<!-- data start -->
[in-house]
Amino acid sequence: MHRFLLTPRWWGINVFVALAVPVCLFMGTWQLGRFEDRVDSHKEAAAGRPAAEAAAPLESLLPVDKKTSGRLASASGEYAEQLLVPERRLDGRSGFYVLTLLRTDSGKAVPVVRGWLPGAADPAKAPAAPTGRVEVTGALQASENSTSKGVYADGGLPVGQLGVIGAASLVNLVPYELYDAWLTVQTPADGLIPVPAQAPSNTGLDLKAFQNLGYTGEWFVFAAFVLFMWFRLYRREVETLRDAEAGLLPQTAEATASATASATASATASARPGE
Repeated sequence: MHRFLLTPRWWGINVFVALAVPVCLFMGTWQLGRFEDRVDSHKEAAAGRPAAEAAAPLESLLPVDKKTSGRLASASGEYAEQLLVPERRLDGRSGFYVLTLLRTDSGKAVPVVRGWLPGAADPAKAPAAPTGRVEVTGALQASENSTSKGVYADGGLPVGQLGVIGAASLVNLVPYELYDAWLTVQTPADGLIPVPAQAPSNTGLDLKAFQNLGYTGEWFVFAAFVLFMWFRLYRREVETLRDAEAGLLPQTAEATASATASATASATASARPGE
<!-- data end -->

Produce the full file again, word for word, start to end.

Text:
[in-house]
Amino acid sequence: MHRFLLTPRWWGINVFVALAVPVCLFMGTWQLGRFEDRVDSHKEAAAGRPAAEAAAPLESLLPVDKKTSGRLASASGEYAEQLLVPERRLDGRSGFYVLTLLRTDSGKAVPVVRGWLPGAADPAKAPAAPTGRVEVTGALQASENSTSKGVYADGGLPVGQLGVIGAASLVNLVPYELYDAWLTVQTPADGLIPVPAQAPSNTGLDLKAFQNLGYTGEWFVFAAFVLFMWFRLYRREVETLRDAEAGLLPQTAEATASATASATASATASARPGE
Repeated sequence: MHRFLLTPRWWGINVFVALAVPVCLFMGTWQLGRFEDRVDSHKEAAAGRPAAEAAAPLESLLPVDKKTSGRLASASGEYAEQLLVPERRLDGRSGFYVLTLLRTDSGKAVPVVRGWLPGAADPAKAPAAPTGRVEVTGALQASENSTSKGVYADGGLPVGQLGVIGAASLVNLVPYELYDAWLTVQTPADGLIPVPAQAPSNTGLDLKAFQNLGYTGEWFVFAAFVLFMWFRLYRREVETLRDAEAGLLPQTAEATASATASATASATASARPGE